The Pope’s own words in Ordinatio Sacerdotalis: definitive tenendum, mean precisely “requiring to be held definitively.”
Closely following Bishop Gasser’s explanation, Vatican II shows that it considers the words “define” and “proclaim” to be equivalent by using the word “definition” when it states: “Therefore his definitions are rightly called irreformable, etc.” Lumen Gentium, 25].
Fr Brain Harrison, O.S.:
“In the final analysis, therefore, the reason the Church has always rejected female service in the sanctuary is that such service is very closely related, both symbolically and often causally, to the ministerial priesthood itself. And this can never possibly be conferred upon women, as John Paul II declared on the Feast of Pentecost last year in what is clearly an infallible,* ex cathedra *definition. 10
“10. It stops short, however, of being a solemn dogmatic definition on a par with those of the Immaculate Conception and Assumption, which are defined as truths of faith, binding on pain of heresy. Cf. the present writer’s article, “Cardinal Ratzinger on Ordinatio Sacerdotalis,” The Priest (Journal of the Australian Confraternity of Catholic Clergy), Spring 1994 / Summer 1995, pp. 5-6.”
On Ordinatio Sacerdotalis
Congregation for the Doctrine of the Faith
October 28, 1995
“Dubium: Whether the teaching that the Church has no authority whatsoever to confer priestly ordination on women, which is presented in the Apostolic Letter [Epistle] *Ordinatio Sacerdotalis *to be held definitively, is to be understood as belonging to the deposit of faith.
Responsum: In the affirmative.
“This teaching requires definitive assent, since, founded on the written Word of God, and from the beginning constantly preserved and applied in the Tradition of the Church, it has been set forth infallibly by the ordinary and universal Magisterium (cf. Second Vatican Council, Dogmatic Constitution on the Church Lumen Gentium] 25, 2). Thus, in the present circumstances, the Roman Pontiff, exercising his proper office of confirming the brethren (cf. Lk 22:32), has handed on this same teaching by a formal declaration, explicitly stating what is to be held always, everywhere, and by all, as belonging to the deposit of the faith.”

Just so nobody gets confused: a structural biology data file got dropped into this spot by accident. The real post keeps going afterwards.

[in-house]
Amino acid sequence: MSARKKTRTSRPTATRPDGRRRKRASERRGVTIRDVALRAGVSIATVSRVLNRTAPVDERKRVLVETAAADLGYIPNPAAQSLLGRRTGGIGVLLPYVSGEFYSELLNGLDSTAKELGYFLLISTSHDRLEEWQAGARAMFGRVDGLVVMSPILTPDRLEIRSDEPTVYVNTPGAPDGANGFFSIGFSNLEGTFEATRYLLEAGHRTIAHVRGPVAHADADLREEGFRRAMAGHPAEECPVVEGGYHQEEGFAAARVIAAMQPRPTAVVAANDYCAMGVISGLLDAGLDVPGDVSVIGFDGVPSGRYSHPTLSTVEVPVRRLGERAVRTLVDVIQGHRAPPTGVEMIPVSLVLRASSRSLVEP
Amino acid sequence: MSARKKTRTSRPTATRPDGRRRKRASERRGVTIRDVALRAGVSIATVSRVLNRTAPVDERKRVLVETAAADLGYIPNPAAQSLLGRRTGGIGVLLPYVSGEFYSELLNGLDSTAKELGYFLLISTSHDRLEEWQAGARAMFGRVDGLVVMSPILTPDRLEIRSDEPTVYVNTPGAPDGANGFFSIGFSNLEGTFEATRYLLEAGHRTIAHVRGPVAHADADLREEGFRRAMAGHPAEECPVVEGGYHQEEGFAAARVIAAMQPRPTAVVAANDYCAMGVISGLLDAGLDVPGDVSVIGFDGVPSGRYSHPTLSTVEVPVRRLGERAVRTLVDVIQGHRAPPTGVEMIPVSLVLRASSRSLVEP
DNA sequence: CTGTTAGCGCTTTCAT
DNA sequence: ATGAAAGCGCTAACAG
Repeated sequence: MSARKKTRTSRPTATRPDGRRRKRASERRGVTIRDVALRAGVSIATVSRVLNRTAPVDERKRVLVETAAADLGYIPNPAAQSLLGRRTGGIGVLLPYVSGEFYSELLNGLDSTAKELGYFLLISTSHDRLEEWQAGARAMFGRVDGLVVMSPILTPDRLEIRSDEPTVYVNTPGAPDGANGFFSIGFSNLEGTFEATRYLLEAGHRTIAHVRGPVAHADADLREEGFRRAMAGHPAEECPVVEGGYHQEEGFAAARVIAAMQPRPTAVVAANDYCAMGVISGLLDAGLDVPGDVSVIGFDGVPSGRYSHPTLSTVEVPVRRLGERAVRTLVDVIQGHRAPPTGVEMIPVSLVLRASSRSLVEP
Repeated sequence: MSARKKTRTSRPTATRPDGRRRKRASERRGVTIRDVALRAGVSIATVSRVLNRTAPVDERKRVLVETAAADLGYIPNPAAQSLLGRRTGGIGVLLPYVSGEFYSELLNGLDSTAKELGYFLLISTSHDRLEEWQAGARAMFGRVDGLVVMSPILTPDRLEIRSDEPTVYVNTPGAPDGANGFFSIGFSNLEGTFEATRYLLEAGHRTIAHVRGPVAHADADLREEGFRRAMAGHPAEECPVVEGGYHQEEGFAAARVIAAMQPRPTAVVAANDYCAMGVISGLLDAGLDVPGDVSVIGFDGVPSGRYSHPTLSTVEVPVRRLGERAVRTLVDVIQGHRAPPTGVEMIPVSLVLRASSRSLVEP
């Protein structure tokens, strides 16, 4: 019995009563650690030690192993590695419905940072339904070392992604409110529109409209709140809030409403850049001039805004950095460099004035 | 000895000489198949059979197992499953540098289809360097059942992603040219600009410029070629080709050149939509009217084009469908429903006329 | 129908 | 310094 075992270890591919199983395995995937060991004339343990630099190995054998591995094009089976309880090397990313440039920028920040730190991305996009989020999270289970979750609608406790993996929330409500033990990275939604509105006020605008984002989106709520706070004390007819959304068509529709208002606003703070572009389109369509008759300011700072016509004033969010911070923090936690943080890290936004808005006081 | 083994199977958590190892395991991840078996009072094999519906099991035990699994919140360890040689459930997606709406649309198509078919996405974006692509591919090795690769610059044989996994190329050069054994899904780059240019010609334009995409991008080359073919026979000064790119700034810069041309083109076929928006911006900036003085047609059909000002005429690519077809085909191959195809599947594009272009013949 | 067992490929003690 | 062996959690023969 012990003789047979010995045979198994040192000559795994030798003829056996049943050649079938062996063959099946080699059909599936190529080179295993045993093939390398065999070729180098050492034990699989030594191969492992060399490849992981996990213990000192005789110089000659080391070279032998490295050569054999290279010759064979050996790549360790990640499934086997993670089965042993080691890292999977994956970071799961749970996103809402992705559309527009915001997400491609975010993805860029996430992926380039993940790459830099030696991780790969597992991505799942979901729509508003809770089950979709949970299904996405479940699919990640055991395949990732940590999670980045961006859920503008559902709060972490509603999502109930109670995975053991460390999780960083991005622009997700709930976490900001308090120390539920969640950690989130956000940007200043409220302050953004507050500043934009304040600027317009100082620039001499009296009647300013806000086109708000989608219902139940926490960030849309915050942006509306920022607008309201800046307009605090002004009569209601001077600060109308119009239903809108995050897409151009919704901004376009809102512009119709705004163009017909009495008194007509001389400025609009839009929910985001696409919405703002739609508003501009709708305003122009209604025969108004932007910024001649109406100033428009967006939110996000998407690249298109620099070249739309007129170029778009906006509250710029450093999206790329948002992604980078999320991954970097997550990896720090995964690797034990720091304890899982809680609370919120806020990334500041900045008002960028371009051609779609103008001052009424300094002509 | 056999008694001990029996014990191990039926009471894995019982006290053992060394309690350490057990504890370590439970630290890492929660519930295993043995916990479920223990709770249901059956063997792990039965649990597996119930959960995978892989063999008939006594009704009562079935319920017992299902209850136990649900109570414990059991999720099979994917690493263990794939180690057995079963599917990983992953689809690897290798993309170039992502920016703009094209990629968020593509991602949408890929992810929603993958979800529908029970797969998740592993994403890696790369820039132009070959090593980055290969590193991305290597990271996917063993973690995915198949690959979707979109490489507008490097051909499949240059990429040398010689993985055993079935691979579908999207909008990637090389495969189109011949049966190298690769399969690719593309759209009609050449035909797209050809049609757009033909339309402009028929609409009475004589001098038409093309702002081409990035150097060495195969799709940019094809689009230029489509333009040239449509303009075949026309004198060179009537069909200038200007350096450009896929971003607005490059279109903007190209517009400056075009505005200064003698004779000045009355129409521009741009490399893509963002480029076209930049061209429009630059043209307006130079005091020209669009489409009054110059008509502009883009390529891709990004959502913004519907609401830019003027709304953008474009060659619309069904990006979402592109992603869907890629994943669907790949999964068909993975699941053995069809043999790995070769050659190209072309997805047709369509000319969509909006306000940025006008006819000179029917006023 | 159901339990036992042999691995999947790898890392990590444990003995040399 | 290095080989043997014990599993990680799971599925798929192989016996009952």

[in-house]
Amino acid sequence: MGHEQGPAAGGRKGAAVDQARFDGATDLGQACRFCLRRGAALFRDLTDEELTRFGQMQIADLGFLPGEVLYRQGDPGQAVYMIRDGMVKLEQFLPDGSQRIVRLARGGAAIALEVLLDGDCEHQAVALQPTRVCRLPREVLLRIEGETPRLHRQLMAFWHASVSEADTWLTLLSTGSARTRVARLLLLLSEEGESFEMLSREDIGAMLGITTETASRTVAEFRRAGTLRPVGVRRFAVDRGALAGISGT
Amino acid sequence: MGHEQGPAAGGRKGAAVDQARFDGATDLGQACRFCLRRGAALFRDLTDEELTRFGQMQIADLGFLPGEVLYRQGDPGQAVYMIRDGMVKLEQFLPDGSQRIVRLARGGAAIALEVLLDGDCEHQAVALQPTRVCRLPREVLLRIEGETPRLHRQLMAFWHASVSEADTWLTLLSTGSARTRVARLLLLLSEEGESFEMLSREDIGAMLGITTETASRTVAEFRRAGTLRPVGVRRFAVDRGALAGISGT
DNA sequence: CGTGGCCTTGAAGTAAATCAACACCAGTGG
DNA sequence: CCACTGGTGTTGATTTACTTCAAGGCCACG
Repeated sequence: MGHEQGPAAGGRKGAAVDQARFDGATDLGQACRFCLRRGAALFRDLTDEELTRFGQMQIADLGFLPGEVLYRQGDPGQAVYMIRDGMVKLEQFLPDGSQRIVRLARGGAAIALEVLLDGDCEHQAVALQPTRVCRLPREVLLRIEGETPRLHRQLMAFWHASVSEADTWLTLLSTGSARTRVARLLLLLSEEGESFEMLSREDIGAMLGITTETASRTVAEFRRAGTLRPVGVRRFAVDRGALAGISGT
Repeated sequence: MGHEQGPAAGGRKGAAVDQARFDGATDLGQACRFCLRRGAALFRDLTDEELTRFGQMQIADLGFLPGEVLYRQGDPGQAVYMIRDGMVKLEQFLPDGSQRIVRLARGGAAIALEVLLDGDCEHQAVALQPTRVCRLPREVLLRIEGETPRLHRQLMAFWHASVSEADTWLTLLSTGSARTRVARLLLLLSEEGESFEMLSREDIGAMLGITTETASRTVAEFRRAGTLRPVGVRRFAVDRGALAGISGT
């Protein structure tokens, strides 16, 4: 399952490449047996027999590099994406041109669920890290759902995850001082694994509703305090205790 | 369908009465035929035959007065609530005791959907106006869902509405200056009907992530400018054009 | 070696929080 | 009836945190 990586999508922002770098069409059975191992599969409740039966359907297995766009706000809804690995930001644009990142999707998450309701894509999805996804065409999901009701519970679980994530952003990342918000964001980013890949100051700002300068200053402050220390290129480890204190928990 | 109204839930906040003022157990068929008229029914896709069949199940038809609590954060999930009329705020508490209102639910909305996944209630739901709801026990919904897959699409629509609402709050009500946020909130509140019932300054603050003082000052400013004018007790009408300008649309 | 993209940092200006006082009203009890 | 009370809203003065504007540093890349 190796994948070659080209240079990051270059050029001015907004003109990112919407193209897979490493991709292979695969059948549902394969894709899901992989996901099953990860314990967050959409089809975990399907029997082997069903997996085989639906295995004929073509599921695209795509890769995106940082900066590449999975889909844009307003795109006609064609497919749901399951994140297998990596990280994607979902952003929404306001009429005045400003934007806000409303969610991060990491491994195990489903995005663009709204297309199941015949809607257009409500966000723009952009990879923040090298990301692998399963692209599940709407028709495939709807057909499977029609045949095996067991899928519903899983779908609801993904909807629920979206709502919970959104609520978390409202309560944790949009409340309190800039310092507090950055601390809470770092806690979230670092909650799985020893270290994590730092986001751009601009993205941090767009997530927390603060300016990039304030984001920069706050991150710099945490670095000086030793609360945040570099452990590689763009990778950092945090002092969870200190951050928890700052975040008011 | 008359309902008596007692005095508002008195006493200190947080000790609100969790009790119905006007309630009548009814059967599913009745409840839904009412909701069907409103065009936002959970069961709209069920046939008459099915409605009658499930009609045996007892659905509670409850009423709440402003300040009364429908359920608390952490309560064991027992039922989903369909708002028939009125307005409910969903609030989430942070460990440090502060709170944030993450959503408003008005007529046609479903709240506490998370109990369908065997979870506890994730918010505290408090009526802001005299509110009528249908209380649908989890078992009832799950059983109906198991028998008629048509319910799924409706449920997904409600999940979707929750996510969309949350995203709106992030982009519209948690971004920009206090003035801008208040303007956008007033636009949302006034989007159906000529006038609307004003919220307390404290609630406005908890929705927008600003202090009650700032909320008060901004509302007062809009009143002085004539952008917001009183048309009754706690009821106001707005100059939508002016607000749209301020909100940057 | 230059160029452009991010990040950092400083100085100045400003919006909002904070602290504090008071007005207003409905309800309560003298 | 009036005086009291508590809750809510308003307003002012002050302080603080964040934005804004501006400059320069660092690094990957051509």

Joseph Card. Ratzinger
The meaning of the word ‘define’ was explained to the Fathers of Vatican I, before they promulgated the dogma of papal infallibility, as follows: “the pope is said to ‘define’ a doctrine when he passes judgment directly and finally, ‘in such a way that each and every Catholic can be certain as to the mind of the Apostolic See and of the Roman Pontiff.’ ”
Answer by David Gregson of EWTN on Nov-22-2002:
“You are correct in stating that the Pope exercises his charism of infallibility not only in dogmatic definitions issued, ex cathedra, as divinely revealed (of which there have been only two), but also in doctrines definitively proposed by him, also ex cathedra, which would include canonizations (that they are in fact Saints, enjoying the Beatific Vision in heaven), moral teachings (such as contained in Humanae vitae), and other doctrines he has taught as necessarily connected with truths divinely revealed, such as that priestly ordination is reserved to men. Further details on levels of certainty with which the teachings of the Magisterium (either the Pope alone, or in company with his Bishops) may be found in Summary of Categories of Belief.”
The three levels of teaching from *Ad Tuendam Fidem *are:
1) Dogma – infallible (Canon #750.1) to be believed with the assent of divine and Catholic faith.
2) Doctrine – infallible (Canon #750.2) requires the assent of ecclesial faith, to be “firmly embraced and held”.
3) Doctrine – non-definitive (non-infallible) and requires intellectual assent (“loyal submission of the will and intellect”, Vatican II, *Lumen Gentium 25), not an assent of faith. See the Explanatory Note on ATF by the Congregation for the Doctrine of the Faith at ewtn.com/library/CURIA/CDFADTU.HTM